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Robo Wars Lead FAs to Bypass Big Names and Upstarts

By Murray Coleman August 10, 2017

For more than a year, brick-and-mortar advisor Mark Balasa has been poring over reports and reaching out to robo advisors. But he’s finding the landscape increasingly murky.

“Big asset managers and custodians like Vanguard, Fidelity and Schwab have the distribution channels and the brands to really carry the day as the market shakes out,” says the cofounder of Balasa Dinverno Foltz, which manages $3.7 billion.

At the same time, he wonders how pioneering independent "pure-plays" such as Betterment, Personal Capital and Wealthfront can keep fighting a growing wave of big asset managers and broker dealers joining the robo wars.

“After talking to all of the major competitors, we see the robo market shaping up as a real arms race between the Vanguards and the Betterments of the world,” Balasa says.

So how can advisors decide which robo technologies to integrate into their service platforms – both to attract more up-and-coming young professionals and to build greater operational economies of scale?

Robos don’t appear to be in jeopardy of fading away. Indeed, a new forecast by Standard & Poor’s market intelligence unit predicts robo assets under management will increase 46% from 2016 to nearly $144 billion by year’s end. Within four years, the research firm estimates it will top $450 billion industrywide.

But it’s not looking like a straight-line growth pattern for all competitors, says S&P analyst Tom Mason. He also sees independent pure-plays facing increasing pressure from fund companies and brokerages.

His list of recent or imminent launches include names like Wells Fargo, Morgan Stanley, JPMorgan, TIAA, T. Rowe Price, Bank of America and TD Ameritrade.

In fact, Mason says only three indie robos managed more than $1 billion – a generic rule-of-thumb metric for survivability – at the end of 2016. Those were Betterment with around $8 billion, Personal Capital with $4 billion and Wealthfront with another $4 billion or so.

“Right now there are no clear guaranteed winners” among indie robos, Mason says. All are likely to encounter such “intense competition” from bigger asset managers, custodians and brokerages that many could wind up being “gobbled up” or “fall out of the market completely.”

That makes things dicey for advisors like Balasa who are trying to upgrade their websites and computer networks to deliver cutting-edge investment advice.

Mark Balasa

As a result, a growing number of wealth managers say they’re looking to next-generation technologies to anchor their client-facing platforms.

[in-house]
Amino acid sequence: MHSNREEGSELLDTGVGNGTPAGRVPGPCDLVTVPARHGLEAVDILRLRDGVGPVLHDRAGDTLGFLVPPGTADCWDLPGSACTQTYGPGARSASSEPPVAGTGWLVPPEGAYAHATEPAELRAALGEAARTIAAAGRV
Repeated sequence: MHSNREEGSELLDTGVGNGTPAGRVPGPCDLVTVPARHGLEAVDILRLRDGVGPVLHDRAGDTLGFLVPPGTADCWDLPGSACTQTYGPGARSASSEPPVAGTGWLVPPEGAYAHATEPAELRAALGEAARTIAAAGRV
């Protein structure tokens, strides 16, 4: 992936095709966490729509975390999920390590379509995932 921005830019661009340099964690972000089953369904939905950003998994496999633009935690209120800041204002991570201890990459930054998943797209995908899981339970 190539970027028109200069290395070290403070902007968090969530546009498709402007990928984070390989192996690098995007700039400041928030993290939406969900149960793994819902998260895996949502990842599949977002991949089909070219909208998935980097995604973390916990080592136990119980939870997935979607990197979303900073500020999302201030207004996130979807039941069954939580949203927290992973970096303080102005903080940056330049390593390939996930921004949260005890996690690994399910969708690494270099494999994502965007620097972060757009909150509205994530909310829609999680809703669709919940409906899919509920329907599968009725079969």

Balasa Dinverno Foltz is part of that movement. “We’ve basically decided to take greater control of how we work with clients in the future by building our own robo capabilities,” Balasa says.

To this end, the firm is beta-testing software from SS&C Advent’s Black Diamond division.

“This type of web-based service is going to allow us to more easily work with families holding a broader range of assets and more complicated portfolios – things most robos have difficulties dealing with on a regular basis,” Balasa says.

By early this winter, he expects most of the firm’s 1,000-plus clients to be able to access these electronic enhancements.

“Right now we’re seeing it as a value-added approach that’s going to be offered for free to our existing clients,” Balasa says. “But in the future, we’re exploring separate pricing structures to offer a broad range of online robo-like features to new investors.”

Advisors at Savant Capital in Rockford, Ill., say they’re also consciously sidestepping market risks and any looming consolidation in the ranks of indie robos.

“This isn’t rocket science – advisors have other choices than just partnering with an outside robo,” says Brent Brodeski, chief executive at the indie RIA, which manages $5.4 billion.

Savant is moving to license several off-the-shelf software suites which the firm believes can offer clients more "robust" features and focus on more "sophisticated" planning issues than most retail robos tackle.

The wealth manager is also building specific algorithms on its own to help integrate such store-bought packages and build out its electronic services menu.

That’s a robo strategy which is designed to provide a more customized feel to clients, Brodeski argues, as well as costing much less than building everything from scratch.

“Tomorrow’s bionic advisor isn’t going to try to be superhuman,” he says. “But they are going to act smarter about using all of the latest technologies on the market today.”